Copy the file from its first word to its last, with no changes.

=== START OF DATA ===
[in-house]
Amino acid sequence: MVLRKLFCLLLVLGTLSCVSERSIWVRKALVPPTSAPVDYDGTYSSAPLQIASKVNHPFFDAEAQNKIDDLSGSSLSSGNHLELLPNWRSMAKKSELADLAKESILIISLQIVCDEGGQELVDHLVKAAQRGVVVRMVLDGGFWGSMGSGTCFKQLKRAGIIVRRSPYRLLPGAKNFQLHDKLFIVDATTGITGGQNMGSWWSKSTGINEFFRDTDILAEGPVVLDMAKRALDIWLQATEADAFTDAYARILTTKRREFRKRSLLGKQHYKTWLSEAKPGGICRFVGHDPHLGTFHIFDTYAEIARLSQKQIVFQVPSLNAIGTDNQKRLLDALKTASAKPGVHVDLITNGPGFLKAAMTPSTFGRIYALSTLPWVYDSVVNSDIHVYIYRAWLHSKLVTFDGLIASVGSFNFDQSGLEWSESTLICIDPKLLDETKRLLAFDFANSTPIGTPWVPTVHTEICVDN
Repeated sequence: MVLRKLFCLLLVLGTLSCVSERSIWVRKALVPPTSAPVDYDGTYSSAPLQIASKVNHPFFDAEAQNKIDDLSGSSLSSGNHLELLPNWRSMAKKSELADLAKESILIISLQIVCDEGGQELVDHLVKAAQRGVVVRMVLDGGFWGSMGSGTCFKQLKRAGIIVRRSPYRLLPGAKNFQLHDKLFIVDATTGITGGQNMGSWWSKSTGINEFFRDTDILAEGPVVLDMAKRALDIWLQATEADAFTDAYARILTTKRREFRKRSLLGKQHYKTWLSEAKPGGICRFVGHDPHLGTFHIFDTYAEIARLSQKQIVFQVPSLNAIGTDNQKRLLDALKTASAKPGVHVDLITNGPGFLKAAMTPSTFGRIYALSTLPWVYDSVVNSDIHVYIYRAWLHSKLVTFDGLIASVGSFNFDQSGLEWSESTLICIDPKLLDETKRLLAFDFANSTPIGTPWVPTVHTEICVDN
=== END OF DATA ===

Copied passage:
[in-house]
Amino acid sequence: MVLRKLFCLLLVLGTLSCVSERSIWVRKALVPPTSAPVDYDGTYSSAPLQIASKVNHPFFDAEAQNKIDDLSGSSLSSGNHLELLPNWRSMAKKSELADLAKESILIISLQIVCDEGGQELVDHLVKAAQRGVVVRMVLDGGFWGSMGSGTCFKQLKRAGIIVRRSPYRLLPGAKNFQLHDKLFIVDATTGITGGQNMGSWWSKSTGINEFFRDTDILAEGPVVLDMAKRALDIWLQATEADAFTDAYARILTTKRREFRKRSLLGKQHYKTWLSEAKPGGICRFVGHDPHLGTFHIFDTYAEIARLSQKQIVFQVPSLNAIGTDNQKRLLDALKTASAKPGVHVDLITNGPGFLKAAMTPSTFGRIYALSTLPWVYDSVVNSDIHVYIYRAWLHSKLVTFDGLIASVGSFNFDQSGLEWSESTLICIDPKLLDETKRLLAFDFANSTPIGTPWVPTVHTEICVDN
Repeated sequence: MVLRKLFCLLLVLGTLSCVSERSIWVRKALVPPTSAPVDYDGTYSSAPLQIASKVNHPFFDAEAQNKIDDLSGSSLSSGNHLELLPNWRSMAKKSELADLAKESILIISLQIVCDEGGQELVDHLVKAAQRGVVVRMVLDGGFWGSMGSGTCFKQLKRAGIIVRRSPYRLLPGAKNFQLHDKLFIVDATTGITGGQNMGSWWSKSTGINEFFRDTDILAEGPVVLDMAKRALDIWLQATEADAFTDAYARILTTKRREFRKRSLLGKQHYKTWLSEAKPGGICRFVGHDPHLGTFHIFDTYAEIARLSQKQIVFQVPSLNAIGTDNQKRLLDALKTASAKPGVHVDLITNGPGFLKAAMTPSTFGRIYALSTLPWVYDSVVNSDIHVYIYRAWLHSKLVTFDGLIASVGSFNFDQSGLEWSESTLICIDPKLLDETKRLLAFDFANSTPIGTPWVPTVHTEICVDN